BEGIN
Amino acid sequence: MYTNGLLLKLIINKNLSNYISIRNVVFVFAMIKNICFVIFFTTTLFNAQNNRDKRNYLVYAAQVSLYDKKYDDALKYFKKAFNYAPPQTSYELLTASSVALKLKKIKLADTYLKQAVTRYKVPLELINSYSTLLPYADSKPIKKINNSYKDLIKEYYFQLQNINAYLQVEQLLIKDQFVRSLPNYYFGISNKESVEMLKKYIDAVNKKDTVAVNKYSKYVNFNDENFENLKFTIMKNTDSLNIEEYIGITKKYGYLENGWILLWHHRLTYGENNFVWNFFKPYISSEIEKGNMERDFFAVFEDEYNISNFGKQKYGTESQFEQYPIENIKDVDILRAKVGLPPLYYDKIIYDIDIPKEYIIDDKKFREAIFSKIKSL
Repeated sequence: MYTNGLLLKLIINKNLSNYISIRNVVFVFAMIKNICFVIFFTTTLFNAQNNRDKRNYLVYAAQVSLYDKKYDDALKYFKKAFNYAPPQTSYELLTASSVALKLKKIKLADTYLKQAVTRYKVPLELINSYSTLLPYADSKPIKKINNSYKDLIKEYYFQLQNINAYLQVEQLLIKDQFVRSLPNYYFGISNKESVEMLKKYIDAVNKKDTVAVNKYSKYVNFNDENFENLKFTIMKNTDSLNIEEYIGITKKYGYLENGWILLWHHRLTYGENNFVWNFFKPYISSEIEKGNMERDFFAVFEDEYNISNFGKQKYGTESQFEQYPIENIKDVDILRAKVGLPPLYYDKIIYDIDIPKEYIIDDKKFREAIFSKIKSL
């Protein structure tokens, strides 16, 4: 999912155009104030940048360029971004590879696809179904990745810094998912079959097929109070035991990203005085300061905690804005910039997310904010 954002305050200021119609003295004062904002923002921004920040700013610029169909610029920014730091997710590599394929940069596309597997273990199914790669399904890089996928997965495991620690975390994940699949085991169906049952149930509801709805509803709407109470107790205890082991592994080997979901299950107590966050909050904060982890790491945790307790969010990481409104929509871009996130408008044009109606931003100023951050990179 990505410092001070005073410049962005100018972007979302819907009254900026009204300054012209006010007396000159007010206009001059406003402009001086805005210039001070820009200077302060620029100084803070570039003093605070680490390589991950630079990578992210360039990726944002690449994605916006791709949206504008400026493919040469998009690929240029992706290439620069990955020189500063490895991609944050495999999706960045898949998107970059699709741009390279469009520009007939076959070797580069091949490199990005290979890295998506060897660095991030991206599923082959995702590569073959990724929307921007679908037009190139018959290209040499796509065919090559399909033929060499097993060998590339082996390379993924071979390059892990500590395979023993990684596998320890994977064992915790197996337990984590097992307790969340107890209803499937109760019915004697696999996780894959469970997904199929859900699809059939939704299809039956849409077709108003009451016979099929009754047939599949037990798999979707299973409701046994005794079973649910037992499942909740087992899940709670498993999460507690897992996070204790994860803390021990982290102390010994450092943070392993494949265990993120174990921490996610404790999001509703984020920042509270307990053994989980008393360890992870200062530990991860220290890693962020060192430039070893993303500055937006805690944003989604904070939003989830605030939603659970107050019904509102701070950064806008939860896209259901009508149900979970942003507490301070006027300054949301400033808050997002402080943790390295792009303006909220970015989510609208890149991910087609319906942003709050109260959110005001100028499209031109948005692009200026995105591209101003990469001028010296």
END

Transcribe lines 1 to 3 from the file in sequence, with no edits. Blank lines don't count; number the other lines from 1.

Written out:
Amino acid sequence: MYTNGLLLKLIINKNLSNYISIRNVVFVFAMIKNICFVIFFTTTLFNAQNNRDKRNYLVYAAQVSLYDKKYDDALKYFKKAFNYAPPQTSYELLTASSVALKLKKIKLADTYLKQAVTRYKVPLELINSYSTLLPYADSKPIKKINNSYKDLIKEYYFQLQNINAYLQVEQLLIKDQFVRSLPNYYFGISNKESVEMLKKYIDAVNKKDTVAVNKYSKYVNFNDENFENLKFTIMKNTDSLNIEEYIGITKKYGYLENGWILLWHHRLTYGENNFVWNFFKPYISSEIEKGNMERDFFAVFEDEYNISNFGKQKYGTESQFEQYPIENIKDVDILRAKVGLPPLYYDKIIYDIDIPKEYIIDDKKFREAIFSKIKSL
Repeated sequence: MYTNGLLLKLIINKNLSNYISIRNVVFVFAMIKNICFVIFFTTTLFNAQNNRDKRNYLVYAAQVSLYDKKYDDALKYFKKAFNYAPPQTSYELLTASSVALKLKKIKLADTYLKQAVTRYKVPLELINSYSTLLPYADSKPIKKINNSYKDLIKEYYFQLQNINAYLQVEQLLIKDQFVRSLPNYYFGISNKESVEMLKKYIDAVNKKDTVAVNKYSKYVNFNDENFENLKFTIMKNTDSLNIEEYIGITKKYGYLENGWILLWHHRLTYGENNFVWNFFKPYISSEIEKGNMERDFFAVFEDEYNISNFGKQKYGTESQFEQYPIENIKDVDILRAKVGLPPLYYDKIIYDIDIPKEYIIDDKKFREAIFSKIKSL
């Protein structure tokens, strides 16, 4: 999912155009104030940048360029971004590879696809179904990745810094998912079959097929109070035991990203005085300061905690804005910039997310904010 954002305050200021119609003295004062904002923002921004920040700013610029169909610029920014730091997710590599394929940069596309597997273990199914790669399904890089996928997965495991620690975390994940699949085991169906049952149930509801709805509803709407109470107790205890082991592994080997979901299950107590966050909050904060982890790491945790307790969010990481409104929509871009996130408008044009109606931003100023951050990179 990505410092001070005073410049962005100018972007979302819907009254900026009204300054012209006010007396000159007010206009001059406003402009001086805005210039001070820009200077302060620029100084803070570039003093605070680490390589991950630079990578992210360039990726944002690449994605916006791709949206504008400026493919040469998009690929240029992706290439620069990955020189500063490895991609944050495999999706960045898949998107970059699709741009390279469009520009007939076959070797580069091949490199990005290979890295998506060897660095991030991206599923082959995702590569073959990724929307921007679908037009190139018959290209040499796509065919090559399909033929060499097993060998590339082996390379993924071979390059892990500590395979023993990684596998320890994977064992915790197996337990984590097992307790969340107890209803499937109760019915004697696999996780894959469970997904199929859900699809059939939704299809039956849409077709108003009451016979099929009754047939599949037990798999979707299973409701046994005794079973649910037992499942909740087992899940709670498993999460507690897992996070204790994860803390021990982290102390010994450092943070392993494949265990993120174990921490996610404790999001509703984020920042509270307990053994989980008393360890992870200062530990991860220290890693962020060192430039070893993303500055937006805690944003989604904070939003989830605030939603659970107050019904509102701070950064806008939860896209259901009508149900979970942003507490301070006027300054949301400033808050997002402080943790390295792009303006909220970015989510609208890149991910087609319906942003709050109260959110005001100028499209031109948005692009200026995105591209101003990469001028010296």